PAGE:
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Stories from Artists in Residence

He Bo: Farewell to the Stream (of…)

He Bo

Participated in the “Artist-in-Residence in the Verzasca Valley 2022”. He worked at the Valley from July 24-September 5, 2022. Then his works were exhibited from September 1-4, 2022.

He Bo’s past artistic practice is mainly concerned with the re-creation of ready-made images and its theories, the narrative relationship between images and texts, the fictionality of archives and memory. Currently, he is concerned with reflecting on photographic practices used to create and maintain intimate relationships, and the “authenticity” within them. He also seeks to find rational ways for himself to deal with themes of home (homeland), memory, trauma and aftermath, and to rationalize the connections between regional and family histories across time.

More about the artist

“What is the most famous thing about this place?”

This was the question that drove me to rough research before attending my residency at Valle Verzasca in Switzerland in the summer of 2022. I was feeling unsure: should I make a specific well-prepared project proposal based on something from this place so that I could carry it out immediately after I arrive?

My senses told me that it’s both impossible and unnecessary. It is hardly feasible (at least for me) to “know” a place from a geographical and historical distance, nor is it likely that I, as an outsider and intruder, can know more about this valley than the local people.

Therefore, instead of (awkwardly) doing research for the sake of completing the work, I should continue to emphasize how my own experience relates to the place I am going to – this tension generated by distance is what I most want to experience and translate into my artistic practice.

In this sense, I arrived at Valle Verzasca with the only potential clue for a project: Valle Verzasca is the habitat of an indigenous breed of black domestic goat called Nera Verzasca, though the actual number of them is not clear. This clue later led to my first work during my residency: They Say These Goats Are Rare, but They Say They Are Actually Not That Rare. When I consulted Pascal Favere, a local goat breeder, about the actual number of Nera Verzasca, he told me about the association between this number, scientific research, and the governmental finance expenditure. Thus, a set of loose fables featuring these rare goats begins to be generated. The fables include the relationship between goat keepers and goats, the role of goats in human society, and the society of goats as a metaphor for the logic of how human society functions. Together they build the narrative through photographs, videos, readily available materials (leaves, charcoal ashes, etc.) and performances.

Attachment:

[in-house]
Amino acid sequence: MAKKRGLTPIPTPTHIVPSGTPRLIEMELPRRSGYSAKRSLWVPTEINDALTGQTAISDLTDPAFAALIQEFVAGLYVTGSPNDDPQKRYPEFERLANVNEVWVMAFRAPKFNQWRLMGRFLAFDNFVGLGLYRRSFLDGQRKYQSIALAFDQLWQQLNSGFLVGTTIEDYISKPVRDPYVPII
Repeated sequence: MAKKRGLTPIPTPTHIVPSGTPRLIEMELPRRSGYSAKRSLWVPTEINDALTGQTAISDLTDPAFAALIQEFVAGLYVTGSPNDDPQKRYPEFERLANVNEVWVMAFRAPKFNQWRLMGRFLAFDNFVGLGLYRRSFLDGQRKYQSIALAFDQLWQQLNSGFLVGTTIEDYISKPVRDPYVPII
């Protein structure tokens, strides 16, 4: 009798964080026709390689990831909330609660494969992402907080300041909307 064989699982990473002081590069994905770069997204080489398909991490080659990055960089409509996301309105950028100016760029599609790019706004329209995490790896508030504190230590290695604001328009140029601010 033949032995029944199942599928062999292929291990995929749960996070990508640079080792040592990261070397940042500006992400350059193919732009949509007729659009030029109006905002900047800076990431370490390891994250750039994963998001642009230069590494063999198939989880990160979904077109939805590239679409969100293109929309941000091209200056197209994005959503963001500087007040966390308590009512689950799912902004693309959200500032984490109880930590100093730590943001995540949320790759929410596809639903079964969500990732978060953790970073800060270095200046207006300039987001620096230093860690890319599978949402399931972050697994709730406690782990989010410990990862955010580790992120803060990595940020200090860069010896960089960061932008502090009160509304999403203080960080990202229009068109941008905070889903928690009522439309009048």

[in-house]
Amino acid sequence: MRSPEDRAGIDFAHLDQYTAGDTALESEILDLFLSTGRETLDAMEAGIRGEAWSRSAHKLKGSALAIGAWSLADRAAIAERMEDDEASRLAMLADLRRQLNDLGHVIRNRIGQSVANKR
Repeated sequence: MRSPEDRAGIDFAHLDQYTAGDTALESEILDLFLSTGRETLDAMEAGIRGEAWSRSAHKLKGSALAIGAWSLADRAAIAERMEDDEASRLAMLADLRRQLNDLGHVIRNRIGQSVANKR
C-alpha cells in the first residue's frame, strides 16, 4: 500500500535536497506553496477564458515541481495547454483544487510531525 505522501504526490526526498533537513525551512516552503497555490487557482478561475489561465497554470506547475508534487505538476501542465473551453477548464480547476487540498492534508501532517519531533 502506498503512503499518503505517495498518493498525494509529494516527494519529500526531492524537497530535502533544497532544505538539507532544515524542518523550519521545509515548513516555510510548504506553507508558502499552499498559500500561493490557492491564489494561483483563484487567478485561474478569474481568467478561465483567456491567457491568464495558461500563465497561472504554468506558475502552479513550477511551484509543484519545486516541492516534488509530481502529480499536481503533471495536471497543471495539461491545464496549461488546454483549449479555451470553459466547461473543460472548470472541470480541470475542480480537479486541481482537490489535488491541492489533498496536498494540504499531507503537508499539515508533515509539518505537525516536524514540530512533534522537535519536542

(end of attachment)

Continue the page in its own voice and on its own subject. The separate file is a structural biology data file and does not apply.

On the other hand, the other work of mine Farewell to the Stream (of…) is the reflection of how I felt after I arrived at Valle Verzasca. From the moment I arrived, I felt more and more that the landscape of Valle Verzasca was similar to the mountainous terrain of the western Sichuan plateau near my hometown. Such similarity triggered a weird homesickness and the feelings of missing friends—they are related to the duplicated visual experience, as well as the physical situation of actually being in a distant place. I then asked my friends to send me photos of the western Sichuan view they took during a trip we went on together. Using the brushes I used when I studied Chinese painting as a child and dipping them into the water in the streams and creeks of Valle Verzasca, I tried to draw the scenes in the photos on the rocks in the bodies of water. After painting a section, the water on the stone would quickly dry out, so I photographed each section of the painting and eventually assembled them together. For the exhibition, the original landscape photos and the composite photos of the stone paintings are presented side by side.

In short, making art in an unfamiliar environment has always been a question of how to dialogue with it under the premise of recognizing “distance” (geographical distance, historical distance, cognitive distance, relational distance, etc.). It’s my great pleasure to collaborate with friends from home who are also enthusiastic in photography and art to create concrete visible connections during this residency, and to have the opportunity to intersect for a moment with the daily lives of strangers within the limits of my own personality (how much I am willing to disturb others). These touches and interventions have once again confirmed the importance of the concept of “distance” in my practice and my life: because of it, small but inevitable meanings are continuously being constructed.

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